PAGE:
A Qing dynasty illustration of Meng Da's death
|Administrator of Xincheng (新城太守)|
? – 228
|General Who Builds Martial Might|
220 – ?
|Regular Mounted Attendant|
220 – ?
|Administrator of Yidu (宜都太守)|
(under Liu Bei)
214 – 219
|Monarch||Emperor Xian of Han|
Fang County, Hubei
|Courtesy name||Zijing (子敬) / Zidu (子度)|
|Peerage||Marquis of Pingyang Village|
Meng Da (pronunciation (help·info)) (died 228), courtesy name Zidu, was a military general of the state of Cao Wei during the early Three Kingdoms period of China. He previously served the warlords Liu Zhang and Liu Bei during the late Eastern Han dynasty before defecting to Wei. In Wei, he served under the first two rulers, Cao Pi and Cao Rui. Around late 227, he started a rebellion in Wei and aimed to rejoin the Shu-Han but the revolt was swiftly suppressed by the Wei general Sima Yi. Meng Da was captured and executed for treason.
Meng Da originally served Liu Zhang, the Governor of Yi Province (covering present-day Sichuan and Chongqing). He defected to another warlord, Liu Bei, when the latter invaded Yi Province in the early 210s and seized control of the province from Liu Zhang. Liu Bei sent Meng Da to guard Jiangling (江陵), and promoted him to Administrator (太守) of Yidu (宜都) later after settling Yi Province. Meng Da's original courtesy name was "Zijing", but he changed it to "Zidu" to avoid naming taboo because "Zijing" was also the courtesy name of Liu Bei's uncle.
In 219, Meng Da was ordered to lead a force from Zigui (秭歸) to attack Fangling (房陵). After conquering Fangling, Meng Da advanced further north and captured another city, Shangyong (上庸), where he rendezvoused with Liu Feng, Liu Bei's adoptive son. Later that year, when Liu Bei's general Guan Yu was trapped by enemy forces in Jing Province, Guan requested reinforcements from Liu Feng and Meng Da, but they refused. Guan Yu was eventually captured by forces of the eastern warlord Sun Quan and was executed.
Meng Da was afraid that he would be punished for refusing to help Guan Yu. At the time, his relationship with Liu Feng was also strained, hence he brought 4,000 soldiers with him and defected to Liu Bei's rival Cao Pi, who gave him a warm welcome. Meng Da then wrote a letter to Liu Feng, informing the latter that he was in grave danger, because someone close to Liu Bei had spoken ill of him, and he urged Liu Feng to surrender to Wei as well. However, Liu Feng ignored Meng Da's advice and returned to Chengdu, where he was executed by his adoptive father for failing to reinforce Guan Yu and failing to stop Meng Da from defecting.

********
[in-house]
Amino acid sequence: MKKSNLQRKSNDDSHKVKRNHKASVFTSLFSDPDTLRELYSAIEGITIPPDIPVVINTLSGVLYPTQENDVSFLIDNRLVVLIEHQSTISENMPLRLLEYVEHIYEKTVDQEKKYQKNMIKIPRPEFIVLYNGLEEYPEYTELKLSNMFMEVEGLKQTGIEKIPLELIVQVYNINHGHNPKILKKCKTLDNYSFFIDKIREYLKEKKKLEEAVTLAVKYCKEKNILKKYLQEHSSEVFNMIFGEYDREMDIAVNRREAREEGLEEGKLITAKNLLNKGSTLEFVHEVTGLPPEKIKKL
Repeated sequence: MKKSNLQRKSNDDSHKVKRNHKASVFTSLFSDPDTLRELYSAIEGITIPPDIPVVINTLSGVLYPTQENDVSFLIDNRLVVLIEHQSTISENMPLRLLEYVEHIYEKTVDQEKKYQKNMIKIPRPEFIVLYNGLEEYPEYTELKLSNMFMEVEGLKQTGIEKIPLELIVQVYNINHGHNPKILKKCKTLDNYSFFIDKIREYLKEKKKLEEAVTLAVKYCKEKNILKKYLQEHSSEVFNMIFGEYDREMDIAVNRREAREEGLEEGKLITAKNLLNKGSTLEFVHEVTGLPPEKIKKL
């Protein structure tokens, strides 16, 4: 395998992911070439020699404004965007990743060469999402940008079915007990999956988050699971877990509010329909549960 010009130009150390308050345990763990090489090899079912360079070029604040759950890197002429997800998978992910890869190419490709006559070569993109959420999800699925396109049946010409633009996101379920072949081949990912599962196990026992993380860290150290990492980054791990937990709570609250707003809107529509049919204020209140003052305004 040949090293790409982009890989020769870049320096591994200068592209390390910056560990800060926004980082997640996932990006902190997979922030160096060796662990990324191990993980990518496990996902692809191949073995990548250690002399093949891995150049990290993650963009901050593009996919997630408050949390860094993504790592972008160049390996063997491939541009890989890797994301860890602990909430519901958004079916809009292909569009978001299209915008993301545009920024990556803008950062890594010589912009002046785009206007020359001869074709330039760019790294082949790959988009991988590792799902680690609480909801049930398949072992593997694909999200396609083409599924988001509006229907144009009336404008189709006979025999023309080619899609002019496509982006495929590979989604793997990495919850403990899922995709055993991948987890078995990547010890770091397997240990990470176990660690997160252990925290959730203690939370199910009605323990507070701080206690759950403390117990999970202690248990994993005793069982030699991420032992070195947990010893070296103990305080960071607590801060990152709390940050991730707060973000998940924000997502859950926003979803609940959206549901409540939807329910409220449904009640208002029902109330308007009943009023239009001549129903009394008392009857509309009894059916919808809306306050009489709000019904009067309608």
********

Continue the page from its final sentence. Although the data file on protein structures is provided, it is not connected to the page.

Cao Pi later ended the Eastern Han Dynasty by forcing Emperor Xian to abdicate the throne to him, after which he became emperor and established the state of Cao Wei, marking the start of the Three Kingdoms period. In Wei, Meng Da received various important appointments and the title of a marquis. Cao Pi merged the three commanderies of Fangling, Shangyong and Xicheng (西城) to form a larger commandery, Xincheng (新城), and he appointed Meng Da as the Administrator (太守) of Xincheng and tasked him with defending Wei's southwestern border. Meng Da became close friends with the Wei officials Huan Jie and Xiahou Shang.
In 225, Li Hong (李鴻), a former Wei subject who surrendered to Shu Han (a state founded by Liu Bei), came to meet Shu's chancellor Zhuge Liang and the Shu officials Jiang Wan and Fei Shi. Li Hong told them about Meng Da's meeting with a person called Wang Chong (王沖), who told him that Zhuge Liang urged Liu Bei to execute Meng Da's family after Meng defected to Wei, but Liu Bei refused. Meng Da also did not believe Wang Chong.
Zhuge Liang attempted to contact Meng Da and induce him to defect back to Shu, despite objection from Fei Shi, who remarked that Meng Da was an untrustworthy traitor. By then, the Wei emperor Cao Pi had died and was succeeded by Cao Rui, who treated Meng Da less favourably. Meng Da's close friends Huan Jie and Xiahou Shang had also died, so Meng Da felt isolated and became increasingly disgruntled with the Wei imperial court. After some exchanging of letters between Zhuge Liang and Meng Da, the latter gradually developed animosity towards Wei and harboured the intention of starting a rebellion.
In 228, Zhuge Liang launched the first of a series of Northern Expeditions against Wei, and he succeeded in persuading Meng Da to assist the Shu army by rebelling against Wei. However, Meng Da's rebellion plot was leaked out by Shen Yi (申儀), the Administrator of Weixing (魏興), whom Meng Da had a feud with. The Wei general Sima Yi wrote letters to Meng Da to put the latter in a dilemma on whether to rebel or not, and secretly led an army from Wan (in present-day Nanyang, Henan) to attack Meng Da's base in Xincheng. Sima Yi's forces arrived at Xincheng in just eight days and caught Meng Da completely off guard. Meng Da was betrayed by his nephew Deng Xian (鄧賢) and subordinate Li Fu (李輔) and his rebellion was swiftly suppressed. He was captured and executed by Sima Yi.
Meng Da appeared as a character in the 14th-century historical novel Romance of the Three Kingdoms. His courtesy name in the novel is "Ziqing" (子庆; 子慶; Zǐqìng). His role in the novel is mainly centred on the events in the Xincheng Rebellion.